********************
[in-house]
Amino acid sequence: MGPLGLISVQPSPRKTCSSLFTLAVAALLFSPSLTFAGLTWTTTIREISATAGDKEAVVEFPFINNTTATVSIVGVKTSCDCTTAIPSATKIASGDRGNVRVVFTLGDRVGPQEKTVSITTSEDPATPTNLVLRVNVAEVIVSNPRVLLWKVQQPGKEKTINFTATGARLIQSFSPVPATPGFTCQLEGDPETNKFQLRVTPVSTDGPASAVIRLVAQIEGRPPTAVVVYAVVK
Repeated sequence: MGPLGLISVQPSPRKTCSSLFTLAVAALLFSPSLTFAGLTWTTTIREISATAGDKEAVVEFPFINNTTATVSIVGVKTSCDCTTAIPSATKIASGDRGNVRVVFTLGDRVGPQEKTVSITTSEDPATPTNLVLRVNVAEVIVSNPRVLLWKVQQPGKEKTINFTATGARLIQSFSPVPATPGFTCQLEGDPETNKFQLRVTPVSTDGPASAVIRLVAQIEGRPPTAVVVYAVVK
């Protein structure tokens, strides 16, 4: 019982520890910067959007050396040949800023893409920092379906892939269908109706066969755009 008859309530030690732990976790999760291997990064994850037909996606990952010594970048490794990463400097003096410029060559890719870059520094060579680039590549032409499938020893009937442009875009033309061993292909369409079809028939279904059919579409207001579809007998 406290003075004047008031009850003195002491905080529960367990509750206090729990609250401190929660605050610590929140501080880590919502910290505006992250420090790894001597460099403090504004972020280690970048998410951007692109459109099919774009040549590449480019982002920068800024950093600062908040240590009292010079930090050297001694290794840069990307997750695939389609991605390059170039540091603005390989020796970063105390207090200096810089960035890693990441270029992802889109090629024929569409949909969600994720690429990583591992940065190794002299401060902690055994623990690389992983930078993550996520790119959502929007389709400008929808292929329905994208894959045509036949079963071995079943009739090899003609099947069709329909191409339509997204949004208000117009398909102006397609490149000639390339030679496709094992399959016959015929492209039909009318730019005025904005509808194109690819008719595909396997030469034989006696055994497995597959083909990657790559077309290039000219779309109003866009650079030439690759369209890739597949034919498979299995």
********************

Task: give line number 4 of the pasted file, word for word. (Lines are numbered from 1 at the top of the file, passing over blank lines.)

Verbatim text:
């Protein structure tokens, strides 16, 4: 019982520890910067959007050396040949800023893409920092379906892939269908109706066969755009 008859309530030690732990976790999760291997990064994850037909996606990952010594970048490794990463400097003096410029060559890719870059520094060579680039590549032409499938020893009937442009875009033309061993292909369409079809028939279904059919579409207001579809007998 406290003075004047008031009850003195002491905080529960367990509750206090729990609250401190929660605050610590929140501080880590919502910290505006992250420090790894001597460099403090504004972020280690970048998410951007692109459109099919774009040549590449480019982002920068800024950093600062908040240590009292010079930090050297001694290794840069990307997750695939389609991605390059170039540091603005390989020796970063105390207090200096810089960035890693990441270029992802889109090629024929569409949909969600994720690429990583591992940065190794002299401060902690055994623990690389992983930078993550996520790119959502929007389709400008929808292929329905994208894959045509036949079963071995079943009739090899003609099947069709329909191409339509997204949004208000117009398909102006397609490149000639390339030679496709094992399959016959015929492209039909009318730019005025904005509808194109690819008719595909396997030469034989006696055994497995597959083909990657790559077309290039000219779309109003866009650079030439690759369209890739597949034919498979299995």